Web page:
By Paul Shorrosh
President Trump recently announced a new executive order to improve health care price transparency, and hospitals across the country will feel its impact. The order marks meaningful progress beyond the HHS rule from earlier this year that simply required hospitals to post retail chargemasters to their websites. However, it’s only a first step. Meaningful and clear rulemaking from HHS on what the order means in practice will determine whether patients truly get the information they need to make a financially informed health care decision.
I’m an optimist at heart so the prospect of putting more actionable information in patients’ hands is a step in the right direction. I’ve spent the past 15 years building a market-leading healthcare revenue cycle software company so I know how complex it is to provide patients with an accurate estimate of their actual financial responsibility.
So, what will hospitals need to do to prepare for what is likely to come from HHS?
Let’s start with patients who have health insurance. Hospitals contract with dozens, and sometimes hundreds of “payers,” including commercial health insurance companies, the government, and large, self-insured companies. Each of those contracts is unique, with different prices for each of the thousands of services the hospital provides. Under the new executive order, hospitals must make those contracted prices visible to patients. To comply, each hospital will have to develop a way for patients to view the prices associated with their insurer — prices that can change yearly or even quarterly.
That is complex enough; unfortunately, it is the easy part. In order to deliver real price transparency, hospitals will ultimately need to answer the patient’s question, “how much will I owe?” To do this, they must factor in deductibles and co-insurance, accounting for any payments payers have made so far in the plan year, which can change in real-time, and varying deductible levels for different services. Then there are additional charges, such as facility fees, supplies, and payments to additional care team members who may have fees (e.g. anesthesiologists). Once you have all the above information, you can finally “do the math” to inform the patient of their out-of-pocket cost for a particular service.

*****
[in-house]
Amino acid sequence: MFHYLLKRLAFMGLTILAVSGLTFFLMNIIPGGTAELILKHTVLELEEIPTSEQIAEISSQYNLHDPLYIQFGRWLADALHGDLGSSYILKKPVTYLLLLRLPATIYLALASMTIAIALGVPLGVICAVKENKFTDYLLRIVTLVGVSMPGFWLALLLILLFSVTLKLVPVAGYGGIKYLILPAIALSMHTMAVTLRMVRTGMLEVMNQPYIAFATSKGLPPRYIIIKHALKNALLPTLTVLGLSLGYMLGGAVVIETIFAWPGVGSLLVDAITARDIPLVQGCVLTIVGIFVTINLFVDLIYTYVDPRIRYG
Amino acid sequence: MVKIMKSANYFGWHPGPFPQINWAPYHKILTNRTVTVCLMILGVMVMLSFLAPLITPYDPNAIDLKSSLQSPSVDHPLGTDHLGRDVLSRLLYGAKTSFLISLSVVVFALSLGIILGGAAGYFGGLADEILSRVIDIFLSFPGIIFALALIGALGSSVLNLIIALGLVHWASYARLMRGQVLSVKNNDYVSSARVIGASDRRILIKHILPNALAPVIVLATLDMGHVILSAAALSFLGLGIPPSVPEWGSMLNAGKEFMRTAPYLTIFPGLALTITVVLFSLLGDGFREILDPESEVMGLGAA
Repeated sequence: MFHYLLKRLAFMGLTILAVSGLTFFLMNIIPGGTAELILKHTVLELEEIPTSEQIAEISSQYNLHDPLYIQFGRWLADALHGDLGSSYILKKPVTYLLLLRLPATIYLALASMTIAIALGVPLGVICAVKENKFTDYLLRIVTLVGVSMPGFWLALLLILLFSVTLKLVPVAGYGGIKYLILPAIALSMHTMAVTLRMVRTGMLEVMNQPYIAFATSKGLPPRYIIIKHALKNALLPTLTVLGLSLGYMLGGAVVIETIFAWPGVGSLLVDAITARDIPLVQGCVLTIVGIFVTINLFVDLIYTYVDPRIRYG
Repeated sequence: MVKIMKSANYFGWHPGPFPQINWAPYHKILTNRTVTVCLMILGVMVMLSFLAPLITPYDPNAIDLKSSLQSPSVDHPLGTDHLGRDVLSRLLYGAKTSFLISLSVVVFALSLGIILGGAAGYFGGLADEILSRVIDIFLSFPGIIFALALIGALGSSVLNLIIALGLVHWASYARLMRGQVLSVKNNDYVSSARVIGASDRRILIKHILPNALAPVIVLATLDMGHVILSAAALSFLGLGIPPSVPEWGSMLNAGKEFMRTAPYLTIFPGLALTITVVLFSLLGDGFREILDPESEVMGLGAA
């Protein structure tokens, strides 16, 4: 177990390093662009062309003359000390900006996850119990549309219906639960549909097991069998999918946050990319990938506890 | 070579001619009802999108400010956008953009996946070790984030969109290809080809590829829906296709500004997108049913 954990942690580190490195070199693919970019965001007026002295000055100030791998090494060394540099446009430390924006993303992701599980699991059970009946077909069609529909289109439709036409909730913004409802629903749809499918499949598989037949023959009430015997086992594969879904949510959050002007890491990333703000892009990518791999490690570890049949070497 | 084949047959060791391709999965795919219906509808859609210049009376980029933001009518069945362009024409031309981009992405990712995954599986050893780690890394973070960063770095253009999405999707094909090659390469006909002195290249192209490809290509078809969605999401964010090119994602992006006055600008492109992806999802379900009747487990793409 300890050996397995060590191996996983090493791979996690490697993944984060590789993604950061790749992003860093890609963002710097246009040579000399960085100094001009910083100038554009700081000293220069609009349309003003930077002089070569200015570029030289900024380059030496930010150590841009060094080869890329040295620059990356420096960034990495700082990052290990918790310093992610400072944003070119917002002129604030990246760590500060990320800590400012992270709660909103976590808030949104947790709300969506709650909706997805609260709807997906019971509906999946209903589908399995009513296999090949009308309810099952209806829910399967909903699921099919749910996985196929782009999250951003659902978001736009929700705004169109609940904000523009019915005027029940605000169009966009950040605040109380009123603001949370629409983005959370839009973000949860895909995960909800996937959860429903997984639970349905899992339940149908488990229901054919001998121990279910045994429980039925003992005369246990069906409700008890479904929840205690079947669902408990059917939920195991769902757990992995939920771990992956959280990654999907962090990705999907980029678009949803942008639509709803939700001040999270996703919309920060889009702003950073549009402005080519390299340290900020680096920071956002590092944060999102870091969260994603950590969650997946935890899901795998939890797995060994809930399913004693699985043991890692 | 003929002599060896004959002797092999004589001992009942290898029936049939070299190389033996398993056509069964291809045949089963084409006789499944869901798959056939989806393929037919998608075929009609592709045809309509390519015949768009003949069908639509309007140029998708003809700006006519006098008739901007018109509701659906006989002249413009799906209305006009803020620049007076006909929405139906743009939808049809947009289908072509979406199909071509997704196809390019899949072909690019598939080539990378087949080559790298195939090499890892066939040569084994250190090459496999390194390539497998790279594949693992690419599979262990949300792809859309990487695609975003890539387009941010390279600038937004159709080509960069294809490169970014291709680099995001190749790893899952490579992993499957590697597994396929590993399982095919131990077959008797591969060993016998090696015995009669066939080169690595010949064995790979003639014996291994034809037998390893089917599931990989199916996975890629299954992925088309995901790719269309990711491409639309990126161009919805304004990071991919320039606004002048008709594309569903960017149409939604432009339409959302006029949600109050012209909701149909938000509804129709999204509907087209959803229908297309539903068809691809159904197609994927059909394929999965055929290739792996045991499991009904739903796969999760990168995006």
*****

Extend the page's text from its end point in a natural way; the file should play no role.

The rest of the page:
For a self-pay patient — someone who doesn’t have insurance — hospitals will have to maintain separate pricing based on the discounts they give to such patients, and those discounts vary based on income levels. The calculation is a bit simpler in this case, but it represents another scenario that will have to be managed.
Providing accurate cost estimates is the absolute right thing to do for patients and if this information is available at each hospital, patients will truly be empowered consumers.
I’m optimistic this initiative will allow market forces to drive down prices, but experience reminds me how difficult it will be for some hospitals to make accurate price information available. Fortunately, many have been hard at work on how to use data, technology and now, artificial intelligence to help make this as easy as shopping online for an airline ticket. Leading hospitals recognize price transparency is not only the right thing to do, but also is a competitive advantage. They will remain ahead of the competition and will draw more patients than competitors who are slower to adapt.
Even without HHS rules, empowering consumers to make better decisions about the health care services they use through price transparency is essential and is already possible. However they decide to confront this issue, all hospitals should be proactive in moving toward greater price transparency. The time is now.
Paul Shorrosh is the CEO and founder of AccuReg, a front-end revenue cycle intelligence company. This month AccuReg launched Estimate My Cost™, a self-service, online tool for estimating patient health care costs.